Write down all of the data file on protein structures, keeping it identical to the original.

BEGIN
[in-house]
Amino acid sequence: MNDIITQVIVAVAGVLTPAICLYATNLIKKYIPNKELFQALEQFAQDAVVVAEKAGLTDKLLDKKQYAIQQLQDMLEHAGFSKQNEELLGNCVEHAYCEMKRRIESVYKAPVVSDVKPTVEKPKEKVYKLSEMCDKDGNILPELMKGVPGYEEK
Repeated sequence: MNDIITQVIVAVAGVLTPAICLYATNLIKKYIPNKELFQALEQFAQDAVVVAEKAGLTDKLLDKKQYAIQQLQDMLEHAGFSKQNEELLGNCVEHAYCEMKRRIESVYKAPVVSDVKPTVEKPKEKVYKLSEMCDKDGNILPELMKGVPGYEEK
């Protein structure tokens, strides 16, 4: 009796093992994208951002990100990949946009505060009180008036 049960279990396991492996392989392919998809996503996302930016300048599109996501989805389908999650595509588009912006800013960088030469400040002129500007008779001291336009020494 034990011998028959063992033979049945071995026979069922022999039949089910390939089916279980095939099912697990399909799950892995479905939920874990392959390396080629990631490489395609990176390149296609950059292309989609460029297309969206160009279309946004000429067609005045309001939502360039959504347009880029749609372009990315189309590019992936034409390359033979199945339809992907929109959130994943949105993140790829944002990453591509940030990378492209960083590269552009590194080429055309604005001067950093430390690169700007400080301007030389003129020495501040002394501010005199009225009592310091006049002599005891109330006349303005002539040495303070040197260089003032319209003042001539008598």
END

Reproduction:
[in-house]
Amino acid sequence: MNDIITQVIVAVAGVLTPAICLYATNLIKKYIPNKELFQALEQFAQDAVVVAEKAGLTDKLLDKKQYAIQQLQDMLEHAGFSKQNEELLGNCVEHAYCEMKRRIESVYKAPVVSDVKPTVEKPKEKVYKLSEMCDKDGNILPELMKGVPGYEEK
Repeated sequence: MNDIITQVIVAVAGVLTPAICLYATNLIKKYIPNKELFQALEQFAQDAVVVAEKAGLTDKLLDKKQYAIQQLQDMLEHAGFSKQNEELLGNCVEHAYCEMKRRIESVYKAPVVSDVKPTVEKPKEKVYKLSEMCDKDGNILPELMKGVPGYEEK
């Protein structure tokens, strides 16, 4: 009796093992994208951002990100990949946009505060009180008036 049960279990396991492996392989392919998809996503996302930016300048599109996501989805389908999650595509588009912006800013960088030469400040002129500007008779001291336009020494 034990011998028959063992033979049945071995026979069922022999039949089910390939089916279980095939099912697990399909799950892995479905939920874990392959390396080629990631490489395609990176390149296609950059292309989609460029297309969206160009279309946004000429067609005045309001939502360039959504347009880029749609372009990315189309590019992936034409390359033979199945339809992907929109959130994943949105993140790829944002990453591509940030990378492209960083590269552009590194080429055309604005001067950093430390690169700007400080301007030389003129020495501040002394501010005199009225009592310091006049002599005891109330006349303005002539040495303070040197260089003032319209003042001539008598």